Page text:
Among other heroics the 13-year-old Doolittle gawked at were Glenn Curtiss breaking the world’s speed record for aircraft, whizzing along at 55 m.p.h., and Louis Paulhan setting a world altitude record, a then dizzying 4,165 feet.

Two years after the aviation meet, Doolittle built his own aircraft, a wood-and-fabric glider along the lines of the present day hang-glider. He took a running jump off a cliff, and promptly crashed his glider, the first of at least a half dozen crashes he would survive over the years. Typically, he repaired the glider--and crashed it again.

During the same period, the pugnacious youngster--arrested at least once for brawling in the streets--was earning a reputation as an outstanding boxer. He was quick and tough enough to win the 105-pound (flyweight) amateur championship of the West Coast.

It was at Manual Arts that Doolittle met and fell in love with Josephine (Joe) Daniels, whom he married in 1917. They would become the parents of two sons. She died Christmas Eve, 1988, on the couple’s 71st wedding anniversary.

Doolittle attended Los Angeles Junior College , entered the UC Berkeley in 1916 to study mining engineering, but dropped out in 1917 to enlist in the Aviation Section of the U.S. Army Signal Corps.

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He wanted to be a pursuit pilot, but he was such an instinctively gifted flier that after winning his wings he was made a flight instructor. He never got overseas during the First World War.

As a student pilot--he soloed after seven hours--and later as an instructor, Doolittle combined incredible skills with whimsical derring-do. He wrecked several airplanes attempting impossible stunts. He walked on the wings of Jenny biplanes, and once sat on the cross bar of a plane’s landing gear while another pilot brought the ship in for a landing.

He led an Army stunt team in air shows over Southern California and won rhapsodic praise from the Los Angeles Times: “The antics and evolutions of the five stunt men increased until finally the skies cleared and the acrobats held the center of the heavens alone, supreme in the mad glory of their thrilling feats.”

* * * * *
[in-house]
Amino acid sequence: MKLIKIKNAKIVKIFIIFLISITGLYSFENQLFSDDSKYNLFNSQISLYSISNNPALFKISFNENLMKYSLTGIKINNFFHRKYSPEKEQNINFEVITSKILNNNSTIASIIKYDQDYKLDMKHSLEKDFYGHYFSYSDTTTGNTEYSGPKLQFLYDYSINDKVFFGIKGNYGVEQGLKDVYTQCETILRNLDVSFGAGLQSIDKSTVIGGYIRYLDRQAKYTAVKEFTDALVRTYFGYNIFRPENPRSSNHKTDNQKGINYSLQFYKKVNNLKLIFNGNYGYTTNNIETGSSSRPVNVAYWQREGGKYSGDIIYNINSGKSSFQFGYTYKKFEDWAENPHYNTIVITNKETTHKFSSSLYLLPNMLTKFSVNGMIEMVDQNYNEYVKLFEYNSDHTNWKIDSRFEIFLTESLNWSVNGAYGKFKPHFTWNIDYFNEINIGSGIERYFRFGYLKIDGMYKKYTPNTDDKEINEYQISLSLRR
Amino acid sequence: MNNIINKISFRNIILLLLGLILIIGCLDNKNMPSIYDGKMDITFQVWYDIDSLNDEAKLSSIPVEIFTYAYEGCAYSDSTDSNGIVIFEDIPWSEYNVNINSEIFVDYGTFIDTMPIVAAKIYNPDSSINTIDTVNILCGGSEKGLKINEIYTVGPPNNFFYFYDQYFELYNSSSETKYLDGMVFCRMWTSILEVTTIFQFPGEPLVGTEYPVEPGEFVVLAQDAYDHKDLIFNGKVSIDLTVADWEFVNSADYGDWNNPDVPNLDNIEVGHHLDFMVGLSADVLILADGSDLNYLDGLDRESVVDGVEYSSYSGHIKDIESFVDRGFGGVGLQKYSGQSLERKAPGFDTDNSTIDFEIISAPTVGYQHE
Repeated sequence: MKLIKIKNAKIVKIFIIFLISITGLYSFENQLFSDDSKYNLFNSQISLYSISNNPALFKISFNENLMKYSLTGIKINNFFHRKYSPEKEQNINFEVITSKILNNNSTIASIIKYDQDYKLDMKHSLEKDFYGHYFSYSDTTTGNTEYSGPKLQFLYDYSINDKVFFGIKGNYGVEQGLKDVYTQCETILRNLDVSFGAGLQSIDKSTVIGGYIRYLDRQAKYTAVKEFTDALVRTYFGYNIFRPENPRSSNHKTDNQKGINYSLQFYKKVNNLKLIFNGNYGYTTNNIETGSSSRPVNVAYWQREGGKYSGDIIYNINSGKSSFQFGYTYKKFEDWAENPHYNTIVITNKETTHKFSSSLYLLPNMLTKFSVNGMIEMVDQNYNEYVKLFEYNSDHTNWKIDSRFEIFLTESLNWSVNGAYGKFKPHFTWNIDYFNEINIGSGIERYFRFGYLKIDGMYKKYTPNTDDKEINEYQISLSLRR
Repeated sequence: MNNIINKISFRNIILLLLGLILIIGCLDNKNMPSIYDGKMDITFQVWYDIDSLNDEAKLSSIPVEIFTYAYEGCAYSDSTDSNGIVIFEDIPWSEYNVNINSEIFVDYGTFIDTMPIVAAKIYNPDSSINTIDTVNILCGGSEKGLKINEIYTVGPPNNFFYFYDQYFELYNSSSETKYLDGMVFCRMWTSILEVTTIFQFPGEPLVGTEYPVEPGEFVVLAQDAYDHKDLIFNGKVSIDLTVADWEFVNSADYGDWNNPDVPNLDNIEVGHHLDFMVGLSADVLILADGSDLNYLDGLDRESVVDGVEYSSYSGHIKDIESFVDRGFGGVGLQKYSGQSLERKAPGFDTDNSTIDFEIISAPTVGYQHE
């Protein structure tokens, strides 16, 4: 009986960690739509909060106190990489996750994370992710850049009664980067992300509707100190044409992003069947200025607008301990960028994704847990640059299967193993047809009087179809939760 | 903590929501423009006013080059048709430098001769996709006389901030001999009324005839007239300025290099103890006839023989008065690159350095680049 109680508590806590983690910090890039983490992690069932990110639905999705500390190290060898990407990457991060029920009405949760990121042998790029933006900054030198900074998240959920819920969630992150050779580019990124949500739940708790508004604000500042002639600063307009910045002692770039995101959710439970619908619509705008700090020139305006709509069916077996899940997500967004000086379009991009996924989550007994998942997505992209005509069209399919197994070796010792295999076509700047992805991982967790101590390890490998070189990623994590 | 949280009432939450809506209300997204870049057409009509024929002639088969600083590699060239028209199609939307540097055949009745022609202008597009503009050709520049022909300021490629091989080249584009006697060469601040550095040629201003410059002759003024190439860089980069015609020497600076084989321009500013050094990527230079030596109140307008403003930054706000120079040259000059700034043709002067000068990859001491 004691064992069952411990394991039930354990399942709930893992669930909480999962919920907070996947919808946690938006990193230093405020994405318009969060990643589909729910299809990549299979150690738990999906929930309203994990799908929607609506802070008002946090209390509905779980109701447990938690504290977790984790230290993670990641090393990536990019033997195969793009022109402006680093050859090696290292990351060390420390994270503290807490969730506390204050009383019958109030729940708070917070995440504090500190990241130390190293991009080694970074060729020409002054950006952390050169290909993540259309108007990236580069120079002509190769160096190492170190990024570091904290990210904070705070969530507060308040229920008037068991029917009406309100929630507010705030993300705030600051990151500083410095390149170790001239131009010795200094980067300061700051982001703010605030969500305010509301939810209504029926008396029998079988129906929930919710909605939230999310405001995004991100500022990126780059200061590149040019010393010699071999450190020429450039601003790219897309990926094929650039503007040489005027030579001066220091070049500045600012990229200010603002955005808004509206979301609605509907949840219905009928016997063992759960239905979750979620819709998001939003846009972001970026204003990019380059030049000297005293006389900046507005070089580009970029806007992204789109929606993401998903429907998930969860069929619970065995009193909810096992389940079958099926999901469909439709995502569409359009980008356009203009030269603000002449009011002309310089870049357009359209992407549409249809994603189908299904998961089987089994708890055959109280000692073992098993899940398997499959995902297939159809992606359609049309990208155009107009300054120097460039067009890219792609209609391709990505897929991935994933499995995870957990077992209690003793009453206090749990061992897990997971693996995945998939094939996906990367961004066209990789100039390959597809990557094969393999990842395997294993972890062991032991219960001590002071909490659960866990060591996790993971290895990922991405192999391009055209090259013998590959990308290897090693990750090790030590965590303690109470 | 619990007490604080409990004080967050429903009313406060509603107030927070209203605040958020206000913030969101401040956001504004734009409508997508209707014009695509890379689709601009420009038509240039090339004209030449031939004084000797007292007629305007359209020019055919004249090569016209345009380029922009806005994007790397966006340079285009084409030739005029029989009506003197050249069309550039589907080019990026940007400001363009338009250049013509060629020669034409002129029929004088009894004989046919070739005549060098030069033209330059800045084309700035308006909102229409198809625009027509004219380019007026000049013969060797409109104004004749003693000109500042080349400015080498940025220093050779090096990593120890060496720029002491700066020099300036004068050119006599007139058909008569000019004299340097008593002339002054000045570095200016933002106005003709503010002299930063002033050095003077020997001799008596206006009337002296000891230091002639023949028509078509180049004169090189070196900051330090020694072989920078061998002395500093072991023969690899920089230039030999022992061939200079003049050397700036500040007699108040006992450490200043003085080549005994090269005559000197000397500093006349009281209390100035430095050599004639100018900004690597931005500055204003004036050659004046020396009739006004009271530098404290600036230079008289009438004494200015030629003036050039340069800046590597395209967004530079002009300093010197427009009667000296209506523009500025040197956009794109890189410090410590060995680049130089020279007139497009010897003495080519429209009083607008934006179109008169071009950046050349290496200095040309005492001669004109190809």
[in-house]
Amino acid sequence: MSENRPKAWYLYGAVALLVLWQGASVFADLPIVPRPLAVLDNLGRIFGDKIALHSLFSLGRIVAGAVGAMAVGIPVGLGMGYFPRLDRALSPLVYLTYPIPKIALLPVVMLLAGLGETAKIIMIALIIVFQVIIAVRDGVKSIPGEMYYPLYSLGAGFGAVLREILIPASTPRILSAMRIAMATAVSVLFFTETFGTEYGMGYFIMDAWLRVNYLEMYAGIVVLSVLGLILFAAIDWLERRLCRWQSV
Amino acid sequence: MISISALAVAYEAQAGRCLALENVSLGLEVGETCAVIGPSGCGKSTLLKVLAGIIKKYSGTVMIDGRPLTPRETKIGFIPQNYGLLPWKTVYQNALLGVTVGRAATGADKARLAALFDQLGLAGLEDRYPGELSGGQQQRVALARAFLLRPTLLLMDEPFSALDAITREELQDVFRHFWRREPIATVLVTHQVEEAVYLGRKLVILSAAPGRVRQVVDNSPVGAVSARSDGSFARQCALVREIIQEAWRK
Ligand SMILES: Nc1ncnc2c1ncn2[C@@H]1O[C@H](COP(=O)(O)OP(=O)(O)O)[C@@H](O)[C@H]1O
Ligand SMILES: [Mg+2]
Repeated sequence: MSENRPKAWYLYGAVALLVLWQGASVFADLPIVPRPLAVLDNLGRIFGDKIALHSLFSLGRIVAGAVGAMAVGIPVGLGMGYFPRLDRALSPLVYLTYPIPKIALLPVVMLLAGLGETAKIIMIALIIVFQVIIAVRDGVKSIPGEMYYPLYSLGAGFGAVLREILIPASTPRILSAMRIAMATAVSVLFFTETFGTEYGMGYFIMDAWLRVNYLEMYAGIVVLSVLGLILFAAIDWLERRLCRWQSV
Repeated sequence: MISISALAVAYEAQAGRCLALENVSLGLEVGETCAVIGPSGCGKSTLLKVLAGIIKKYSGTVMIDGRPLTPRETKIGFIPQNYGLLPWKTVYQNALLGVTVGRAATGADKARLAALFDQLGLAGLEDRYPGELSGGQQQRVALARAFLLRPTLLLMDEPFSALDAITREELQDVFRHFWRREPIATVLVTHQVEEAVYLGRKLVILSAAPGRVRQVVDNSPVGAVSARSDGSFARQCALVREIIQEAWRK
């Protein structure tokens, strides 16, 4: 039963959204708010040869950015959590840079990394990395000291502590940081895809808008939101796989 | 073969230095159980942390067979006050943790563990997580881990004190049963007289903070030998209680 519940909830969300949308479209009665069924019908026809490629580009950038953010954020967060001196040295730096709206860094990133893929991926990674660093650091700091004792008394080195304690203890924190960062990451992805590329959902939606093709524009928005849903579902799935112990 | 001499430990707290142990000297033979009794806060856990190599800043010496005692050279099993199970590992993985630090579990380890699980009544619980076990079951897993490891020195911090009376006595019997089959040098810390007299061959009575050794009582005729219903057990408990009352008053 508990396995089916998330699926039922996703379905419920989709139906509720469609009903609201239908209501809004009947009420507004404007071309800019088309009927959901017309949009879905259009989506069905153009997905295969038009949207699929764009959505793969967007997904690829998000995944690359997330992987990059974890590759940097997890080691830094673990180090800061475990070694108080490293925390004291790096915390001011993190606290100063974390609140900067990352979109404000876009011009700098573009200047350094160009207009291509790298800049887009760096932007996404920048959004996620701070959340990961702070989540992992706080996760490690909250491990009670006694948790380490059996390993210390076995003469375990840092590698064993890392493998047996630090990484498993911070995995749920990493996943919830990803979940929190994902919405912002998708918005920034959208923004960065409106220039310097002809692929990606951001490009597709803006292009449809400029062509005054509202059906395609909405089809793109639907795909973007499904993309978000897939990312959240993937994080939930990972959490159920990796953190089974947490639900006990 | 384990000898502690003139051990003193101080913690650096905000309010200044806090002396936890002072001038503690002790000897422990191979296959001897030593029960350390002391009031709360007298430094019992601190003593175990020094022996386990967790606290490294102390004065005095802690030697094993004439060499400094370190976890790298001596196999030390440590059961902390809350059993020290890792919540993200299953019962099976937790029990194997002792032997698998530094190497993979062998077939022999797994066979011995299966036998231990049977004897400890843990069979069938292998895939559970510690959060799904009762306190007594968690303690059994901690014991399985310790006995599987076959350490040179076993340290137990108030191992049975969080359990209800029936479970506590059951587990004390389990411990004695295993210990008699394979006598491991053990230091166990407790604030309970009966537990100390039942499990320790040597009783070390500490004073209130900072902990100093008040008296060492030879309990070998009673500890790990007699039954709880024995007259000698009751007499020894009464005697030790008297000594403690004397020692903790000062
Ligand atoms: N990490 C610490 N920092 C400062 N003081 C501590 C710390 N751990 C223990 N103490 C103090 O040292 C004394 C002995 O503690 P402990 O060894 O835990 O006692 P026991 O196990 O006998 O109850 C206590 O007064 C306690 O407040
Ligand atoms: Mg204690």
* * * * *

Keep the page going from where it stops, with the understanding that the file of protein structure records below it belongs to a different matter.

Once, according to Doolittle biographers Lowell Thomas and Edward Jablonsky, the aviator crashed a training plane while pursuing a brace of ducks. “It was then customary,” Doolittle explained later, “to combat with a duck. You would get on his tail and he’d turn and you’d turn--it was practice in an airplane because an airplane couldn’t fly much faster than a duck.” Doolittle escaped, as usual, without injury. The fate of the ducks was not recorded.

Doolittle chose to stay in the Army after the war, and quickly earned the reputation as one of the nation’s top pilots. Between 1918 and 1930, Doolittle set speed and distance records almost routinely. He also studied, taking his BA at Berkeley in 1922, his MS at the Massachusetts Institute of Technology in 1924, and his doctorate at MIT a year later--one of the first doctorates awarded in aeronautics.

One of his more celebrated achievements was winning the coveted Schneider Cup seaplane race in 1925, flying a Curtiss R3C-2 land plane which had been converted into a pontoon seaplane. He won the international competition with a world record speed of 232.5 m.p.h over the closed course.

In 1930, Doolittle resigned his Army commission because of what he called his “advanced age.” He was 34.

Commissioned as major in the Officers Reserve Corps, he maintained his close connection with military aviation, often testing new aircraft for the Air Corps, while at the same time working as pilot and manager of the aviation department of Shell Oil Co.